Protests Held in Washington to Condemn Saudi Human Rights Violations

News ID: 623311 Service: World
تظاهرات مقابل سفارت عربستان در واشنگتن 05

TEHRAN (Tasnim) – Dozens of human rights activists held a protest rally outside the Saudi Arabian embassy in the US capital of Washington D.C. to condemn the widespread violations of human rights in the Arab country.

According to Tasnim dispatches, during the gathering on Thursday, the protesters voiced their outrage over the Saudi government’s moves to torture prisoners and flog women drivers and social activists in the country.

Saudi Arabia is the only country in the world where women are prohibited from driving.

The rally was organized by the peace group Codepink and Ali al-Ahmed, the director of the Institute for (Persian) Gulf Affairs, an independent think tank in Washington.

Wearing masks of Saudi Interior Minister Mohammad bin Nayef bin Abdulaziz, protesters slammed the Saudi official for his moves to support the human right violations.

The demonstrators also carried placards saying “STOP THE HYPOCRISY HUMAN RIGHTS FOR ALL” and “WOMEN DRIVING IS NOT TERRORISM”.

They also voiced their support for Raif Badawi, a young Saudi prisoner, who has been flogged 50 times before hundreds of spectators in Jeddah, Saudi Arabia.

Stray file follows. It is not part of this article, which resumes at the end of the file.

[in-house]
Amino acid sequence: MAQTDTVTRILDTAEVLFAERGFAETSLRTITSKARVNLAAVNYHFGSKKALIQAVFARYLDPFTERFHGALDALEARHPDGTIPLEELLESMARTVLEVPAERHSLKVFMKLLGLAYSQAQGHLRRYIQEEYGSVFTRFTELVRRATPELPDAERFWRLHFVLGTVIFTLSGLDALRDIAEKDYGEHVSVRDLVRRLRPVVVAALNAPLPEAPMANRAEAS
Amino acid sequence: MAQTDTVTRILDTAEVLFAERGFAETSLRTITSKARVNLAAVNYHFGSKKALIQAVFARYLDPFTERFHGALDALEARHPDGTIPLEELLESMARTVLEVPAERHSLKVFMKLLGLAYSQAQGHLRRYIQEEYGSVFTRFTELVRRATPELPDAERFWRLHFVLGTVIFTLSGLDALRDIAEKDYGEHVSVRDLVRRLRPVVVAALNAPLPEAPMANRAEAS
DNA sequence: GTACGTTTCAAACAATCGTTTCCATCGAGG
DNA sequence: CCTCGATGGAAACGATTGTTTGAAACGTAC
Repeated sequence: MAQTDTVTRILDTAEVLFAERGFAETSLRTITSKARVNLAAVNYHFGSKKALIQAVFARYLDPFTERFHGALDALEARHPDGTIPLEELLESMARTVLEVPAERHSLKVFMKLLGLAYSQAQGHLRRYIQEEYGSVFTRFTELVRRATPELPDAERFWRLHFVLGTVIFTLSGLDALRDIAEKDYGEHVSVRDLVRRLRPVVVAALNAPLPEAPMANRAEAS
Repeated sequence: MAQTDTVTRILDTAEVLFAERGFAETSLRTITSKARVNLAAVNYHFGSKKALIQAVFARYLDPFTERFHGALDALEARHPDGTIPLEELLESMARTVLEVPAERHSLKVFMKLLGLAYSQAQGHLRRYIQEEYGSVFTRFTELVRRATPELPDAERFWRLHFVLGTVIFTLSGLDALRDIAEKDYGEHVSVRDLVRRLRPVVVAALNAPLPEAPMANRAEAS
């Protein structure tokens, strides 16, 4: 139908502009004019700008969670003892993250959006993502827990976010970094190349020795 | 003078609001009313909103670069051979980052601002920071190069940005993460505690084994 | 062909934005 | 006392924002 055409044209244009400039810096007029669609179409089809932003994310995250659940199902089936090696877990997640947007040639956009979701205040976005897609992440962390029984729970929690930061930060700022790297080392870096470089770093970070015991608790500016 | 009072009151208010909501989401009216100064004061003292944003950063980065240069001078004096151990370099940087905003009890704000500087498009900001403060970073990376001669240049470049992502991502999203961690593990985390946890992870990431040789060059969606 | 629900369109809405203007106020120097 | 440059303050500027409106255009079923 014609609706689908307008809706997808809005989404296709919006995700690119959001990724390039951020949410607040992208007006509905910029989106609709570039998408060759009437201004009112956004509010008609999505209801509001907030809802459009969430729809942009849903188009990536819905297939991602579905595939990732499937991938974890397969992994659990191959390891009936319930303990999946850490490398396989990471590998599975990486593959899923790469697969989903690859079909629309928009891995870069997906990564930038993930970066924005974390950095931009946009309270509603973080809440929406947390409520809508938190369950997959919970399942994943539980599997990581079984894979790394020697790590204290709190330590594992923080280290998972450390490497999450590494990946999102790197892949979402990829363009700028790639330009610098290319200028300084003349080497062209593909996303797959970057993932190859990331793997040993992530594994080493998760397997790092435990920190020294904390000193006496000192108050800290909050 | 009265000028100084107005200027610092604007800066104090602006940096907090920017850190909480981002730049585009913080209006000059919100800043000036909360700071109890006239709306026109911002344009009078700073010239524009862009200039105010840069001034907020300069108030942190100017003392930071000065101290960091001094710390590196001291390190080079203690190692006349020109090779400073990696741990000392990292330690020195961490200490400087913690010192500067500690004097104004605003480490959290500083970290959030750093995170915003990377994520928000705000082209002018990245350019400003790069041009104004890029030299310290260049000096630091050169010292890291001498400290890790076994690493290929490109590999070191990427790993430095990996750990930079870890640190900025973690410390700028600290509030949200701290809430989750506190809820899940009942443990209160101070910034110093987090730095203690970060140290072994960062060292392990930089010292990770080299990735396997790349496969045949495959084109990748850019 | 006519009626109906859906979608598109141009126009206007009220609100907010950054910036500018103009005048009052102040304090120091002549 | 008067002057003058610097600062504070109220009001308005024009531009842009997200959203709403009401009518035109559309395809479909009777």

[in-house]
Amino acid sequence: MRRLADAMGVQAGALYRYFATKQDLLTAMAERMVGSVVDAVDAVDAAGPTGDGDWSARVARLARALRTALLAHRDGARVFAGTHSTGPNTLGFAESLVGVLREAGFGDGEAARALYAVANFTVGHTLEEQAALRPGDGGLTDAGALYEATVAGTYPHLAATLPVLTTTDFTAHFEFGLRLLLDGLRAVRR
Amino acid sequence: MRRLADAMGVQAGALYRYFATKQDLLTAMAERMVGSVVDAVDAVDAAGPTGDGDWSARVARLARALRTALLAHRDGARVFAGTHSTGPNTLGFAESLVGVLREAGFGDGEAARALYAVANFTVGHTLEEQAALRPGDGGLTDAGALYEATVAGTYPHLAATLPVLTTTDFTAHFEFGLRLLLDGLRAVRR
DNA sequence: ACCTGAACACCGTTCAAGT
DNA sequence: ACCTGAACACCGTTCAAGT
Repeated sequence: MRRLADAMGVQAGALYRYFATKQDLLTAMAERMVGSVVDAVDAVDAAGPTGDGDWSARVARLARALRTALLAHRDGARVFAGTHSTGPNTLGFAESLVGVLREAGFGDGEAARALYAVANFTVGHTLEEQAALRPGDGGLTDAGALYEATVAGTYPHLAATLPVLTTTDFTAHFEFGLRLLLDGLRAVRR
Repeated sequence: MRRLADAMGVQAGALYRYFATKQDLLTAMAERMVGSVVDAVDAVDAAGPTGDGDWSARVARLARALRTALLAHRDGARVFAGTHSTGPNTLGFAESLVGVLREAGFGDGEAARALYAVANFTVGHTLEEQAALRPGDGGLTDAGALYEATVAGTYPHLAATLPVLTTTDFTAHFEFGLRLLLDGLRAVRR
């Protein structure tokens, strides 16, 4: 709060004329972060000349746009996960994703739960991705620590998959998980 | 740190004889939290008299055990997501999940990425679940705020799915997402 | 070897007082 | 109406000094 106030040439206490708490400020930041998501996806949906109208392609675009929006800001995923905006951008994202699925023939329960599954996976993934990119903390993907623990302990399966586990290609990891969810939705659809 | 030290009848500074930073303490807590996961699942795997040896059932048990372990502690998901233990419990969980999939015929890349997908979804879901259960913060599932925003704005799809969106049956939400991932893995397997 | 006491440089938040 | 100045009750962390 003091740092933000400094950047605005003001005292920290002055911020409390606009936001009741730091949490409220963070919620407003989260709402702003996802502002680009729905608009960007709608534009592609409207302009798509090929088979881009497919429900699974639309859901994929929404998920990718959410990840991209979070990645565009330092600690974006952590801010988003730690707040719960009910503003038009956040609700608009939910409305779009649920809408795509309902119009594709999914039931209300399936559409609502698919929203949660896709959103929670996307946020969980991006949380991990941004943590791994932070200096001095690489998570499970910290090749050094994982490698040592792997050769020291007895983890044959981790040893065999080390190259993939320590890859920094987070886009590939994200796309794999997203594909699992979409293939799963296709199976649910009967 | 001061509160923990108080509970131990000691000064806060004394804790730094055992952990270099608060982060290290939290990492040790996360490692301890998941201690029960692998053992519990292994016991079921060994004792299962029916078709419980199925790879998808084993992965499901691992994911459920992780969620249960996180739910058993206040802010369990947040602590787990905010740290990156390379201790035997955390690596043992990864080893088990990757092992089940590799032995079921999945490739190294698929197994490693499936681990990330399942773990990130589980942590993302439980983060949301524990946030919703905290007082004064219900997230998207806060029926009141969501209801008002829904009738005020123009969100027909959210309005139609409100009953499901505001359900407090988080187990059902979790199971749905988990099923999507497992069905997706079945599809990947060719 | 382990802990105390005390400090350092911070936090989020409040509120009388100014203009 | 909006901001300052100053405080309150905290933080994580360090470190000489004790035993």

On January 9, two days after the massive Paris march condemning the brutal attack on freedom of the press, a young Saudi prisoner named Raif Badawi was removed from his cell in shackles and taken to a public square in Jeddah.

There he was flogged 50 times before hundreds of spectators who had just finished midday prayers. The 50 lashes—labeled by Amnesty International a “vicious act of cruelty”—was the first installment on his sentence of 1,000 floggings, as well as ten years in prison and a fine of $266,000, according to Codepink’s official website.

Badawi’s case is not unique. In 2014, Reporters Without Borders described the government as "relentless in its censorship of the Saudi media and the Internet", and ranked Saudi Arabia 164th out of 180 countries for freedom of the press.

 

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